C1 allows you to turn on and off a local adjustment layer (which is a huge advantage), LR, all adjustments either on or off, you can't just turn one off to see the effect (at least I can't do it)

LR with latest version has very powerful tool in the "auto mask" and it can really save processing time.  I can't figure out why such a great selection tool can't be incorporated into CC?  C1's auto mask IMO has a lot to be desired at this stage.

LR has a excellent print module, I use it exclusively as I don't want the extra cost of a RIP, C1, I have never printed from.  

LR allows plugins, from tools like Topaz or Nik, I don't believe C1 allows this.

LR has an excellent HDR merge function with latest version and the Photomerge feature is very good.  KEY is that you can merge the files while still in LR and they are seen as a large raw file.  Wonderful tool.  And the merge function is excellent from what I have seen.

C1 has the best LCC tool for a Phase One back, hands down, if you are using a tech camera, you are pretty forced there.  LR has a method, but I tried it and did not like it.

LR seems to still get bloated (i.e slow) when you are working a file with a lot of adjustment brush settings, might just be my computer?  32GB of ram, 1GB of video GX470 nvidia? win64 i7

C1 DOES not like to work from a raid device, at least a Drobo.  Loads images way slower and at times will lock up. LR does not seem to have this issue.

Many seem to not to use output sharpening from either tool, I do, works for me fine.  

I would give the fringing ability edge to LR, as it has a more robust tool set, where as C1 is pretty much a check box.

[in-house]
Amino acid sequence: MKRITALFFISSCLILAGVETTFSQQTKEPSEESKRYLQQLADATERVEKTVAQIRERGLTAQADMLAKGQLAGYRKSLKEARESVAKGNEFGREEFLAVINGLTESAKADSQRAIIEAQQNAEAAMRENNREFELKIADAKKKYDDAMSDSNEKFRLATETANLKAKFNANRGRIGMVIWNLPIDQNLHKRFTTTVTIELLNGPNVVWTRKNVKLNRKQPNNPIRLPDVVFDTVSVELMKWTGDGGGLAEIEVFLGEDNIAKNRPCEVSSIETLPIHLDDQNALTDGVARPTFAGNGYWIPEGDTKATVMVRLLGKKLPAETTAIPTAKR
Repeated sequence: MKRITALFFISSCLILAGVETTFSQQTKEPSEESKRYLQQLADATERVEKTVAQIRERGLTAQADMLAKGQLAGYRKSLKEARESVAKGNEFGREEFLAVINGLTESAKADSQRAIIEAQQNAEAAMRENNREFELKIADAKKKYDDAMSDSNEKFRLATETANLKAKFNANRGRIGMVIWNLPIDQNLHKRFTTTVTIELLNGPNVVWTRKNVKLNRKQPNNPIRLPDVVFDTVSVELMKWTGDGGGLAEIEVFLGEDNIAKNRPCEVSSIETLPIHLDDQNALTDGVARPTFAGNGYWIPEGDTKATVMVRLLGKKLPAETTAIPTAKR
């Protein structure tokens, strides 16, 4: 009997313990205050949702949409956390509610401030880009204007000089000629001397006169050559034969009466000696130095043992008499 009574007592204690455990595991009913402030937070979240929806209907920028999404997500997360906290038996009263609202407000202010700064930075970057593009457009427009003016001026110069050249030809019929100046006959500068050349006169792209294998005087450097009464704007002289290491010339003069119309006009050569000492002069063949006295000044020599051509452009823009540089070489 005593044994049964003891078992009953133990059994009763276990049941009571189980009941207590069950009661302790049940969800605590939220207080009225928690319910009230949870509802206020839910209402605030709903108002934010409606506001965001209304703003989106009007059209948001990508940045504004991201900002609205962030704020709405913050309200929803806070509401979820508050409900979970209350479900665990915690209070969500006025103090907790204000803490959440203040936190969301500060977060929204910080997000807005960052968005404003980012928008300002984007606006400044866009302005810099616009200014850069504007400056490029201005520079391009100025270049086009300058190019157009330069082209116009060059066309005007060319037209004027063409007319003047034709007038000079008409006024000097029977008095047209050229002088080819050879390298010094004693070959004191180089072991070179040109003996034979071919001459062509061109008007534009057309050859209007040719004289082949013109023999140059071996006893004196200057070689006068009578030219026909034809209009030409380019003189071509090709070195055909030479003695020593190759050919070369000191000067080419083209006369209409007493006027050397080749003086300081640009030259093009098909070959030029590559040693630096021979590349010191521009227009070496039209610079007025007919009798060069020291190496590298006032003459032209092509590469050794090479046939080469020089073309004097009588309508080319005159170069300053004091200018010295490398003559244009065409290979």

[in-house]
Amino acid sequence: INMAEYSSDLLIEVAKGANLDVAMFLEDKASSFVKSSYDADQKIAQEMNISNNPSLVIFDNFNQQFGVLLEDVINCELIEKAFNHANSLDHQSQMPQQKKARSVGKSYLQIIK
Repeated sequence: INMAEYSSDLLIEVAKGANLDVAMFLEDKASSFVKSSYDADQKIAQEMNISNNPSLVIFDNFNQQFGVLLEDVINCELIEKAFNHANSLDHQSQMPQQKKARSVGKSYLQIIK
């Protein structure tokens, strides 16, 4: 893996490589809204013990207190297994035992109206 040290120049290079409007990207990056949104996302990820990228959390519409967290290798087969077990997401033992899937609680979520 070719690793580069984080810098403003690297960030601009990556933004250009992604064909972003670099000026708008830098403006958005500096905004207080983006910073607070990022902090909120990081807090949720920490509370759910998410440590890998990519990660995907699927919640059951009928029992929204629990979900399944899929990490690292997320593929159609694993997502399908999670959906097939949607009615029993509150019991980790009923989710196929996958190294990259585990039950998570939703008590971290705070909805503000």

C1 loads Phase images with a very strong "film curve" that has a lot of contrast and saturation, which I tend to like, but there are times I will back off to the linear curve for starting, especially on images in low light.  LR on the other hand seems to load the images more neutral.

I feel both LR and C1 have excellent shadow and highlight recovery tool sets and these are allowed in the adjustment brush in LR and the local adjustment layer of C1.

These are the most obvious I can think of from using both tools side by side over the years.

Paul
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Erik Kaffehr
 

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Re: Considering moving from LR to C1
« Reply #11 on: July 18, 2015, 04:15:29 pm »

Productive feedback, thanks. The workflow solution of LR is certainly weighing in as CO seems quite limited in this regard. It also has some frustrating quirks (like latency on click on some Tif files) that show up on Google without solutions. LR works flawlessly on my computer and no matter what I throw at it, it just doesn't break down.

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Re: Considering moving from LR to C1